Gamification of Performance Measurement

CheckedTwo weeks ago when I came home from work, my daughter Maddy declared to me that she now has five stickers for reading five books to date.   She proceeded to explain that they are required to read 50 books for the school year.   I praised her for progress made and encourage her to keep up the good work.

Coincidentally this is the time of the year when we review objectives and evaluate ourselves for the work we did for the year.    Each year, we’re faced with the same challenge on how to better evaluate ourselves and our people consistently.    This is not an easy task.    Sometimes I’ve done a great job being objective with my evaluation then all of a sudden you see other managers being too lenient on their evaluation and your folks end up at the short end the stick.   This challenge of lack of consistency exists in every industry and is experienced by many firms.

So that night, as I proceeded with my nightly learning session, I pondered on my discussion with Maddy.    Back in the early days in school, I remember that our teachers would reward us with stickers or stars for things that we accomplished that, coupled with our test scores, were used to calculate our grades for each of the grading periods and eventually our final grades.    That form of performance and reward system was more accurate, because you clearly get what you put in.   However it is hard to implement that in the real world when there is no consistency in the work that everyone does.

The lack of consistency as to what everyone works on in the workplace did not stop me from stretching the limits of my imagination.  Drawing a parallel between video games and work performance measurement, I suggest gamifying performance measurement.  Here is the guideline:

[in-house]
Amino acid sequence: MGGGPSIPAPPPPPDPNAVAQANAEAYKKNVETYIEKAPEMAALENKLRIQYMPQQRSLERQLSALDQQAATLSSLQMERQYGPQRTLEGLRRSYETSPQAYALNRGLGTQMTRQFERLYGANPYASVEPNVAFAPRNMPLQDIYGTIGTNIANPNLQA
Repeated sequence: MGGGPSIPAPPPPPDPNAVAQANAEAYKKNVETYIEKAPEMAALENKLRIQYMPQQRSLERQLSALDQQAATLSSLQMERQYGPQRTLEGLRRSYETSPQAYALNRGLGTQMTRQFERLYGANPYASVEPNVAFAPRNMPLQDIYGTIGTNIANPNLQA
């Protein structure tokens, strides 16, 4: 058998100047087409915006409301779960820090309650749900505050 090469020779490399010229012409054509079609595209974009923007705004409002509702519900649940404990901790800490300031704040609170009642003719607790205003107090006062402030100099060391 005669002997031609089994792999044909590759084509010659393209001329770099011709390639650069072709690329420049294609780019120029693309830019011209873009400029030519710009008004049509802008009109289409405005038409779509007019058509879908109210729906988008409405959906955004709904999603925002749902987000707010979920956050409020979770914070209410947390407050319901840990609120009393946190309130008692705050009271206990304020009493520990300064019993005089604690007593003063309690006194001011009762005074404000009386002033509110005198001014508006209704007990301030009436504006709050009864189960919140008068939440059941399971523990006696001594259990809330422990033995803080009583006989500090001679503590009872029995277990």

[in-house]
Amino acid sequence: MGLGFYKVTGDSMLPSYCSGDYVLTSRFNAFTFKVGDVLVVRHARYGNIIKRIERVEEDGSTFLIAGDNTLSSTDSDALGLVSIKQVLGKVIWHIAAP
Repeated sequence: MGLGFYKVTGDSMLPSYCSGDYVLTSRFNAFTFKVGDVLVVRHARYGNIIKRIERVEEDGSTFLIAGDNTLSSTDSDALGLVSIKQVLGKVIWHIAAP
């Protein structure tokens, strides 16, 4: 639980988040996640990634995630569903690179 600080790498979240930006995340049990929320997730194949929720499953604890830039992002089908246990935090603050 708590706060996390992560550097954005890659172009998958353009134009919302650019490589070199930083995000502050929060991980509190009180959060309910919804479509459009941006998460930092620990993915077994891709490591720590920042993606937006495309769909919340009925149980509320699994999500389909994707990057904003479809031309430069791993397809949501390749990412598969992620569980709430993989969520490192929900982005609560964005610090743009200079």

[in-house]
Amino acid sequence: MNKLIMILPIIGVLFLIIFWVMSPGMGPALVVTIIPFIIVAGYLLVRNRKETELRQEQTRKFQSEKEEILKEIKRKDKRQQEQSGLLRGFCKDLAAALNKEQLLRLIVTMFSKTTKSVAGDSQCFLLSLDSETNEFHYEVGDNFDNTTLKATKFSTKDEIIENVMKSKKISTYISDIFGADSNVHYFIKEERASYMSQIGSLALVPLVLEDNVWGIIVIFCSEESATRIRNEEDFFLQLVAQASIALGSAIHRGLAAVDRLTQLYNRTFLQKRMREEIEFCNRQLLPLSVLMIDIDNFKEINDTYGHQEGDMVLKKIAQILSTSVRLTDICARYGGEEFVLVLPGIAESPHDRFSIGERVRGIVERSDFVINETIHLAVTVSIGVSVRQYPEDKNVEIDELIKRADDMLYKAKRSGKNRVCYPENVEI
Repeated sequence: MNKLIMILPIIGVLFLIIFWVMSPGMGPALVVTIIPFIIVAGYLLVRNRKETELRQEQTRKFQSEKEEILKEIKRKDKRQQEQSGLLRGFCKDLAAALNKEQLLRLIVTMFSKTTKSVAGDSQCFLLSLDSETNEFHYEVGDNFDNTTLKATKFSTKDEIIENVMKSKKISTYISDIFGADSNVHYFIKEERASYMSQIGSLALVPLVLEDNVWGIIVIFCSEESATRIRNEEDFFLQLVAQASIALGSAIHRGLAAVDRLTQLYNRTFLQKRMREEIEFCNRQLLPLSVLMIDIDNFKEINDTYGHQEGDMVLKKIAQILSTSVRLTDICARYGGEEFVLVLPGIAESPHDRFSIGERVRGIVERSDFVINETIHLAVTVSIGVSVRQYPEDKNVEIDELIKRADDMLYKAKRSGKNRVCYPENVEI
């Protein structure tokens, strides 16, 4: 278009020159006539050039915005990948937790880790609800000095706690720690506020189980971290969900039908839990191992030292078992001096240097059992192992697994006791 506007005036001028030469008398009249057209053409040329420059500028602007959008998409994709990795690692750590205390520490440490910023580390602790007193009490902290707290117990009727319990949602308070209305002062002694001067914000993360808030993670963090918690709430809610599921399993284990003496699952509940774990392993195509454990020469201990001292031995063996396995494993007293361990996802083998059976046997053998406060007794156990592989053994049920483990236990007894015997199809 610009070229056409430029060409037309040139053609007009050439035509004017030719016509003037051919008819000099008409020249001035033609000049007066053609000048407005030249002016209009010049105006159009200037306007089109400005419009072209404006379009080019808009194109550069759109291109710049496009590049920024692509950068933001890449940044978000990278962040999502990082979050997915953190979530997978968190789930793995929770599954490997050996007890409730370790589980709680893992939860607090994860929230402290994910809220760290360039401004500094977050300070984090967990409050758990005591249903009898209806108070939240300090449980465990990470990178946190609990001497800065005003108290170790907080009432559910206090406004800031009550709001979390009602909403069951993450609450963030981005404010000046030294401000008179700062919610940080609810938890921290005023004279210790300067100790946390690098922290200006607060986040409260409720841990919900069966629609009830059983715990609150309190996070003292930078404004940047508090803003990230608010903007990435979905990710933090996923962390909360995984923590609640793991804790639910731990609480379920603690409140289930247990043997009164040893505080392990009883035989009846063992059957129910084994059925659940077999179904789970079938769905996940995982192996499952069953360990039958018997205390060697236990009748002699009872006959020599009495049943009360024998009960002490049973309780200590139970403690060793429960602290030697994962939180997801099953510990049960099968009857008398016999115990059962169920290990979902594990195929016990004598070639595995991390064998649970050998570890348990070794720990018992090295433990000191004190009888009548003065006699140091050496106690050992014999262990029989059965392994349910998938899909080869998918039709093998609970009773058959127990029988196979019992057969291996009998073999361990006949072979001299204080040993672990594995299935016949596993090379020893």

• For each project worked on that is completed successful, meaning on time and on budget, you’ll get a badge One.                    .
  • If your project missed its deadline, you’ll in turn get this badge Negative .
  • If you performed a role that helped the team get out of tough situation, you’ll get ½ of the badge as additional recognition on top of your accomplishment on the project.
  • After collecting 10 badges , it will be converted to an 1X badge 1X .
  • If you work on a project that is above and beyond your responsibility, like representing the firm in recruiting or facilitating change in the organization, you’ll earn an extra badge One .
  • The the badge is applicable to all levels in the organization from non-officers to senior managements.
  • At the end of the year, you’ll tally the number of 1X1X  + One  –  Negative = your rating.  You’ll then be ranked amongst your peers for your level.

The advantage of this system is that people will know where they stand throughout the year.   A slight differentiation needs to be applied to folks who are in support positions versus new development.  However, the measurement is the same.    Just like a game, there is a way to show the badges earned and let other people know where they stand throughout the year.

Sometimes when we simplify the challenge, we see an alternate solution amidst chaos.  Would this work?  I believe there is a chance it will.   It will also help improve transparency and promote a spirit of cooperation amongst everyone on the team, because the success of the team is measured against the funding provided for the project.

Let me know what you think.  I’ll be interested to know your thoughts on my suggested approach.



  1. The idea is good for your own team, Will. I like the immediate feedback and how people will know throughout the year how things are going.

    However it doesn’t address the inconsistency that you spoke of at the beginning. If a team members gets enough check marks to get a an above average rating, but then someone down the hall that worked half as hard gets an outstanding rating because their manager is too lenient, they can justly feel wronged.
    Any ideas on how to solve that problem? It’s a biggie.

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